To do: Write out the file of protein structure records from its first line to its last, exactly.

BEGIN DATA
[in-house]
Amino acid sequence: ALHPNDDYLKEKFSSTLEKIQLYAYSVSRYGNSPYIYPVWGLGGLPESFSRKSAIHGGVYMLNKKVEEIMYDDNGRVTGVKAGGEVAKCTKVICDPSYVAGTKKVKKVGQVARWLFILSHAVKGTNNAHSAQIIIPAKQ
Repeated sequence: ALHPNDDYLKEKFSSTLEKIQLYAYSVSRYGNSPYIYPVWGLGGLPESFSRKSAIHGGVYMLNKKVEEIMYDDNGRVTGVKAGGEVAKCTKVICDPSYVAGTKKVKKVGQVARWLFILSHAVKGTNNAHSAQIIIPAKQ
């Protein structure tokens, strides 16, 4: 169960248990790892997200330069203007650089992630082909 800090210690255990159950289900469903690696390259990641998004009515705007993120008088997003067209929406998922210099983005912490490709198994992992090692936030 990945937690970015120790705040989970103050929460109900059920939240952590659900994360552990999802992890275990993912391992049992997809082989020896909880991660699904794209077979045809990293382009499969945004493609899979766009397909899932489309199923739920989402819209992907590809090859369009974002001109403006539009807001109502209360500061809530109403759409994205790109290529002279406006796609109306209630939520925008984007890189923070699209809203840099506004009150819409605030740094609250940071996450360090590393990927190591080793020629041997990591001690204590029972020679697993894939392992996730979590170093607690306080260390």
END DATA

[in-house]
Amino acid sequence: ALHPNDDYLKEKFSSTLEKIQLYAYSVSRYGNSPYIYPVWGLGGLPESFSRKSAIHGGVYMLNKKVEEIMYDDNGRVTGVKAGGEVAKCTKVICDPSYVAGTKKVKKVGQVARWLFILSHAVKGTNNAHSAQIIIPAKQ
Repeated sequence: ALHPNDDYLKEKFSSTLEKIQLYAYSVSRYGNSPYIYPVWGLGGLPESFSRKSAIHGGVYMLNKKVEEIMYDDNGRVTGVKAGGEVAKCTKVICDPSYVAGTKKVKKVGQVARWLFILSHAVKGTNNAHSAQIIIPAKQ
């Protein structure tokens, strides 16, 4: 169960248990790892997200330069203007650089992630082909 800090210690255990159950289900469903690696390259990641998004009515705007993120008088997003067209929406998922210099983005912490490709198994992992090692936030 990945937690970015120790705040989970103050929460109900059920939240952590659900994360552990999802992890275990993912391992049992997809082989020896909880991660699904794209077979045809990293382009499969945004493609899979766009397909899932489309199923739920989402819209992907590809090859369009974002001109403006539009807001109502209360500061809530109403759409994205790109290529002279406006796609109306209630939520925008984007890189923070699209809203840099506004009150819409605030740094609250940071996450360090590393990927190591080793020629041997990591001690204590029972020679697993894939392992996730979590170093607690306080260390």